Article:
Revani of Kalo Prama cut into diamond shaped pieces on a plate.


Revani of Kalo Prama cut into diamond shaped pieces on a plate.

Cyprus Revani (Kalo Prama)

Jay Wadams
I first tried Revani or Kalo Prama at a small roadside restaurant in Cyprus called Sevket’s. This cake was such a perfect ending to a delicious meal; it was so cool, sweet, and so surprising that I immediately had to try it at home! Serve this delightful cake well chilled with plenty of yoghurt or whipped cream.
5 from 2 votes
Prep Time 15 minutes
Cook Time 45 minutes
Total Time 1 hour
Serves 16 Slices (approx)


for the syrup:

  • 225 g white sugar
  • 250 ml water
  • 50 ml lemon juice

for the cake:

  • grated zest of 1 lemon
  • 150 g fine semolina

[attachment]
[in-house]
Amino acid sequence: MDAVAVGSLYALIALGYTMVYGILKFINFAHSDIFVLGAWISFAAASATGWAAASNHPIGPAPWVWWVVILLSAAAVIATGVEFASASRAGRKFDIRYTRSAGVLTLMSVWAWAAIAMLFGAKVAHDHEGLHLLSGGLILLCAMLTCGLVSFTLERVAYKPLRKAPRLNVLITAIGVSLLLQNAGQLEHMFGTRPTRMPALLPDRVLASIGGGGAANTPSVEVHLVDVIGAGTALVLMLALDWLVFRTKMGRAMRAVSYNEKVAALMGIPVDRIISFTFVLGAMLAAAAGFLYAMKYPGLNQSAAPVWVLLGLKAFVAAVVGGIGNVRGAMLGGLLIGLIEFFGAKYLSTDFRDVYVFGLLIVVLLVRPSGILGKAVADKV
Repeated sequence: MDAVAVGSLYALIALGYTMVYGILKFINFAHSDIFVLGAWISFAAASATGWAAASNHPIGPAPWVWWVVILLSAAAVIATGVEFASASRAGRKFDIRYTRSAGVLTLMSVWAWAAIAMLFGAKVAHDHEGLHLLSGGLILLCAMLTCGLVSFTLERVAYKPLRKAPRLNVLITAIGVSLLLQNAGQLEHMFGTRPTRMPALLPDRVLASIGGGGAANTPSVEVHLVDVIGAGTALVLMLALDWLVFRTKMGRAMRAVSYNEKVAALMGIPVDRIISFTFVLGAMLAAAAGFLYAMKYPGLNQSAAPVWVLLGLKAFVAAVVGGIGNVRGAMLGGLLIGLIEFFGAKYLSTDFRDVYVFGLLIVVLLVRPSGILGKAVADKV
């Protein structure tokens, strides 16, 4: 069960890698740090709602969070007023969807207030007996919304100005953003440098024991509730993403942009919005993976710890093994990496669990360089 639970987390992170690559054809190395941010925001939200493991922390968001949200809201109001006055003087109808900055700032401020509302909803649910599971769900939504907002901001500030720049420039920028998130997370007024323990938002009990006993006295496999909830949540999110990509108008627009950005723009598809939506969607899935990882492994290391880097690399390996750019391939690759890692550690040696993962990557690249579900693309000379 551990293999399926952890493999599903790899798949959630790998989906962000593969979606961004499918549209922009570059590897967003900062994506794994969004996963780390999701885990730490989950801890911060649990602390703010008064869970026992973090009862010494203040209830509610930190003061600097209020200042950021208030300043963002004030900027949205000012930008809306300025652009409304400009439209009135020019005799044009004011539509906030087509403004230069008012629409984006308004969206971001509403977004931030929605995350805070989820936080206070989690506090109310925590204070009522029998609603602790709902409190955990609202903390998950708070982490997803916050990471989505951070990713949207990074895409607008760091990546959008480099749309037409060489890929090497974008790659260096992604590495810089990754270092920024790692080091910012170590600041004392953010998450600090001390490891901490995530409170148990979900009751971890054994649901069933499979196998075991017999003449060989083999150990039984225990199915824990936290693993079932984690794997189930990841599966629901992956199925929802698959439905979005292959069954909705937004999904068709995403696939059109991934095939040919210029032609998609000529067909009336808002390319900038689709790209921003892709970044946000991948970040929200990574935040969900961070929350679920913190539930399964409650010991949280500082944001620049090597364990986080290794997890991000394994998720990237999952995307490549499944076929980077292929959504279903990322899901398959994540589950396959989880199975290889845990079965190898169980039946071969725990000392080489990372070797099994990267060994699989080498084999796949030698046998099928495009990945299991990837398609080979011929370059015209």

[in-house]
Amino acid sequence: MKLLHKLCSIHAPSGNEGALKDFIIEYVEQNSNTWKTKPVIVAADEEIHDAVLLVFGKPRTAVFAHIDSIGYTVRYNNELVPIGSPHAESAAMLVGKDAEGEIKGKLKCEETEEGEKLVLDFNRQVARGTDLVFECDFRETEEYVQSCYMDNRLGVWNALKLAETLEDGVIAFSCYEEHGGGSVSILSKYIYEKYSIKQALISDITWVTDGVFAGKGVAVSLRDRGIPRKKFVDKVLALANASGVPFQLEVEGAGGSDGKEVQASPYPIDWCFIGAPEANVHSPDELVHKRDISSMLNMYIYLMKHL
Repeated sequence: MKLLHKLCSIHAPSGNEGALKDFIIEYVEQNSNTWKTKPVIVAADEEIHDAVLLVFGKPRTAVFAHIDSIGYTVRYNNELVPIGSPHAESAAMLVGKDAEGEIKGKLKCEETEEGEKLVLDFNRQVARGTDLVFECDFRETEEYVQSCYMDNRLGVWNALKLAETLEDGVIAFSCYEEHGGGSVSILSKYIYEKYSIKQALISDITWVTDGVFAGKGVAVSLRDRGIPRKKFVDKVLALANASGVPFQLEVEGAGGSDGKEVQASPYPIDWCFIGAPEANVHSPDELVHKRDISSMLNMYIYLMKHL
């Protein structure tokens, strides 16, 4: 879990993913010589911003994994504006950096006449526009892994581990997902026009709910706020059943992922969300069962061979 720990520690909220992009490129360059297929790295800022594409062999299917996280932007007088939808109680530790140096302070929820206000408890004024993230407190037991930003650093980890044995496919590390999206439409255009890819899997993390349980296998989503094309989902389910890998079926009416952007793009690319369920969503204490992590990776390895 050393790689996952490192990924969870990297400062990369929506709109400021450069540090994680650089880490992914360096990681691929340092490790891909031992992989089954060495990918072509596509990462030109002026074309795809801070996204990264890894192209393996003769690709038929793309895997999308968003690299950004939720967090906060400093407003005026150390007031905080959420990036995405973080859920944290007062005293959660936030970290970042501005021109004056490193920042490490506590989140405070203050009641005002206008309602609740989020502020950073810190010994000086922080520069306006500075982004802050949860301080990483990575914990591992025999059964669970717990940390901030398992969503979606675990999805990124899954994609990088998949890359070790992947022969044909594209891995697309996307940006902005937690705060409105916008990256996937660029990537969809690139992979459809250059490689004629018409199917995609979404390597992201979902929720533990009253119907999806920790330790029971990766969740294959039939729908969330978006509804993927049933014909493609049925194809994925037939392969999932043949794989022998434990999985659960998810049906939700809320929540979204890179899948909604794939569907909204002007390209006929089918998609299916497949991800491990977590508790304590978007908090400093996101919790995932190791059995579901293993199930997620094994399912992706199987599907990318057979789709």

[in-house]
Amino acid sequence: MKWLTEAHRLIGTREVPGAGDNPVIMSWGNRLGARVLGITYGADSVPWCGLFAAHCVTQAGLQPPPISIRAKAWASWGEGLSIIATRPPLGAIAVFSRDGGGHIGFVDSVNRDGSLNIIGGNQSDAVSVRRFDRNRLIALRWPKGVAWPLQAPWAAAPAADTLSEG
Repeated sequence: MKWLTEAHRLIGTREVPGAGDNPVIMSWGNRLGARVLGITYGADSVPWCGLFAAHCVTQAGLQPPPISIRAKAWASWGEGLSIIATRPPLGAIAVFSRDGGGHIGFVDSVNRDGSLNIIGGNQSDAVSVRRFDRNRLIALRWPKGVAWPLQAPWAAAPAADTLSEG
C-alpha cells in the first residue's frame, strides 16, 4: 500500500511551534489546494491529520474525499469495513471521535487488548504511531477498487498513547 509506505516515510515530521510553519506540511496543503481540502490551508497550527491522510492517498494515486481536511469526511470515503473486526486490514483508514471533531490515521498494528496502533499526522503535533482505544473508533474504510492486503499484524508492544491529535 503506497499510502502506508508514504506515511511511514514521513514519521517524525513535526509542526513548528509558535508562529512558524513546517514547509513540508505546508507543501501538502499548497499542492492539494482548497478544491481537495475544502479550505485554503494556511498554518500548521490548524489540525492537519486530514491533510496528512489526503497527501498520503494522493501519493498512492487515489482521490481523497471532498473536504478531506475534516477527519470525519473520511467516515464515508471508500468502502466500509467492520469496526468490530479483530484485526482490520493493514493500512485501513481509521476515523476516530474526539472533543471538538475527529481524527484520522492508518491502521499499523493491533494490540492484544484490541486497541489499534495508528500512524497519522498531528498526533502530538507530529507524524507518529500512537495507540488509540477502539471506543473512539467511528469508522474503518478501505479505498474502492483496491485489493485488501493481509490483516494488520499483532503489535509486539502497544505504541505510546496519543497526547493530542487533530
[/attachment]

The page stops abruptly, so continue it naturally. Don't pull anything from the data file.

• 100 g plain or all purpose flour
  • 1 pinch sea salt
  • 2 tsp baking powder
  • 2 large eggs
  • 150 g white sugar
  • 150 ml sunflower or other vegetable oil
  • 250 ml unsweetened Greek yogurt
  • 2 tsp orange blossom water

to serve:

  • 2 tsp finely chopped pistachios
  • 1 tbsp dessicated coconut


  • ZEST LEMON: Zest the lemon using a fine grater and set aside for the cake.
  • MAKE SYRUP: In a medium saucepan, combine the sugar and water over medium heat until the sugar dissolves. Add the lemon juice and boil gently for about 10 minutes until syrupy. Set aside to cool.
  • PREPARE OVEN: Heat the oven to 180°C / 350°F / Gas 4. Oil or grease a 23-25cm rectangular or oval baking pan or ovenproof dish.
  • MIX DRY INGREDIENTS: In a large mixing bowl, combine the semolina, flour, salt and baking powder and mix well.
  • COMBINE INGREDIENTS: In a separate bowl, beat the eggs, sugar, oil, yoghurt, lemon zest and orange blossom water until well combined. Add the wet ingredients to the semolina mixture, mix well, then pour the cake batter into the prepared pan. Bake the cake in the centre of the preheated oven for 35 minutes until golden and firm in the middle.